After watching the National Hockey League depart Winnipeg in 1996 and waiting 15 long years for its return, Sunday's opening night game against the Montreal Canadiens
was a mixed bag of emotions for Jets chairman Mark Chipman.
"Exciting on the one hand, very humbling on the other, and then obviously very disappointing with the loss," Chipman said Thursday while appearing as a guest on "NHL Hour With Commissioner Gary Bettman," where the Jets' 5-1 loss to the Habs in their inaugural game back in Winnipeg was just one of many topics broached.
Despite the end result, the fans who made up the first of many sellout crowds to come at the MTS Centre never lost their enthusiasm or stopped displaying their deep appreciation at having an NHL team back in Manitoba.
"We've got great fans," Chipman said. "The League has great fans, and I think there's an obligation for all of us involved in this business to do our best to put competitive teams on the ice. We feel like we've got a good, young team and we're going to be very patient. This is a long road … there's no easy ways to be successful in this business, there's no quick fixes. I'm realistic, I know where we are as a hockey team, but that's never going to quench my desire to win hockey games. That's what this business is all about for me."
Chipman grew up in Winnipeg and explained to Bettman how he grew up playing both hockey and football, but gave up the former around age 15 after his father suggested he make a choice. Chipman realized he was a better football player, and went on to play for a while at the University of North Dakota before eventually
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going to law school.
Chipman later moved back to Winnipeg to help run his family's business and was part of a local group that attempted to save the original Jets, who relocated to Phoenix in the summer of 1996. At that point, he invested his time, energy and money in bringing an IHL team to Manitoba -- it would be christened the Moose and become part of the AHL in 2001, starting a decade-long run in that league.
"Over that course of time we sort of just plodded along quietly and carefully, got an arena built in Winnipeg and then I introduced myself to you, Gary, and the rest is history -- now found ourselves back in the National Hockey League, and I can't tell you how proud I am for our city to be back amongst those 30 teams," Chipman said.
While talks to build an arena that could have kept the original Jets in Winnipeg were described by Chipman as being "acrimonious," he revisited the issue in the early part of the last decade and succeeded in getting the MTS Centre built in time to open for the 2004-05 season. Not only did it provide a world-class home for the Moose, it succeeded in attracting concerts and other events -- becoming, Chipman said, the third-busiest building in Canada.
Meanwhile, Chipman was running the Moose as close as he possibly could to the business model of an NHL franchise.
"It was just the right thing to do," he said. "The people that I hired back in '96, many of them came to us from the Jets organization -- those who didn't go to Phoenix. Most notably Craig Heisinger, who was then the equipment manager and is now our assistant GM. We just felt strongly that you have to create an environment for players to succeed in, and if you do those little things then the word spreads and players want to play for you."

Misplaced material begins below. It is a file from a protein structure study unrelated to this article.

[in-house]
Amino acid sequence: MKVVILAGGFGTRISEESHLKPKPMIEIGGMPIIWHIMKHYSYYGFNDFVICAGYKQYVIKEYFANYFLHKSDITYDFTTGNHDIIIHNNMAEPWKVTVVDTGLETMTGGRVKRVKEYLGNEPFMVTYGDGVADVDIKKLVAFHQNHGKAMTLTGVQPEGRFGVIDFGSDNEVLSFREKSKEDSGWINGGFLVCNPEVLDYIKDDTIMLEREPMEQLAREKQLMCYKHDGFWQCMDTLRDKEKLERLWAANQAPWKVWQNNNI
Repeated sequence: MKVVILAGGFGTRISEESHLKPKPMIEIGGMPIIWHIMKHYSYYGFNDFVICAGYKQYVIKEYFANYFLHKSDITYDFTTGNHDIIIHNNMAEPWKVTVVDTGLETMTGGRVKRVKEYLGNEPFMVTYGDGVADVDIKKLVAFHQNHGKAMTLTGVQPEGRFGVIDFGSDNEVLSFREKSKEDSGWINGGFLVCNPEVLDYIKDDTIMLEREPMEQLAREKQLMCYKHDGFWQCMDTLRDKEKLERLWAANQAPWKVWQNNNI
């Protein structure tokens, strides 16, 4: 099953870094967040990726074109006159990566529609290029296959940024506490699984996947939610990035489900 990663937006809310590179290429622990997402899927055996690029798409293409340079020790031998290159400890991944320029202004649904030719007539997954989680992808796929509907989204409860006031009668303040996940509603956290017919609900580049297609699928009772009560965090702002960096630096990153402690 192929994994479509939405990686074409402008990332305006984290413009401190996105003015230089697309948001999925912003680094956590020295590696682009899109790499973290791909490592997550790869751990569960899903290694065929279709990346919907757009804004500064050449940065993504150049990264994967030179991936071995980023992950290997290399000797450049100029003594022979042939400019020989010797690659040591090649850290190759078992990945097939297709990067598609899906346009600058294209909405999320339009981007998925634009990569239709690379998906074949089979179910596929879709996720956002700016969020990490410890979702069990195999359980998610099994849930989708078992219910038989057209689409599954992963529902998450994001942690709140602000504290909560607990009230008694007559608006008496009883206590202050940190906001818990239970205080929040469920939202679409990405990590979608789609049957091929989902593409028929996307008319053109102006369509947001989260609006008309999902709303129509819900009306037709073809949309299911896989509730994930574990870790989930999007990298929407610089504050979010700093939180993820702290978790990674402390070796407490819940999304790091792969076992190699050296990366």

The moment Chipman was hoping and waiting for finally arrived on May 31, when his True North Sports and Entertainment group announced the purchase of the Atlanta Thrashers with the intention of moving the team to Winnipeg. At that point, preparations for the 2011-12 season could really begin -- and two of the bigger tasks, which came with great fan scrutiny, were the franchise's new name and uniform.
"It was a fun part, but it was a daunting exercise," Chipman said. "We had explored some other names and really didn't settle on the Jet name until just prior to the draft. We kind of knew that name was always there for us, but we wanted to do a real thorough exploration of that name in terms of creating a new look and feel for us.
"The League has great fans, and I think there's an obligation for all of us involved in this business to do our best to put competitive teams on the ice. We feel like we've got a good, young team and we're going to be very patient. This is a long road … there's no easy ways to be successful in this business, there's no quick fixes. I'm realistic, I know where we are as a hockey team, but that's never going to quench my desire to win hockey games." -- Mark Chipman
"We were fortunate, we've got some very talented people in-house, but we were also able to tap into the resources of the people at Reebok, who were phenomenal, who basically turned their entire design team over to us. Once we got a feel, a concept locked down, we were able to borrow from the Air Force history of our country, and once Reebok went to work on it, it actually went very smoothly. And ultimately what we unveiled several weeks ago, we felt really, really good about it, and so far our fans are really pleased with it as well."
Chipman also spoke about his decade-long partnership with David Thomson, who owned the land the MTS Centre was built on.
"We've developed a very strong partnership and a very strong friendship," Chipman said. "He's placed a lot of faith in me and trust in allowing me to sort of navigate through this process that landed us back in the NHL. He's very passionate about the game, very passionate Canadian, and extremely passionate about our community. I'm absolutely blessed to be partnered up with a guy who cares as much as he does about the game and our country and our community."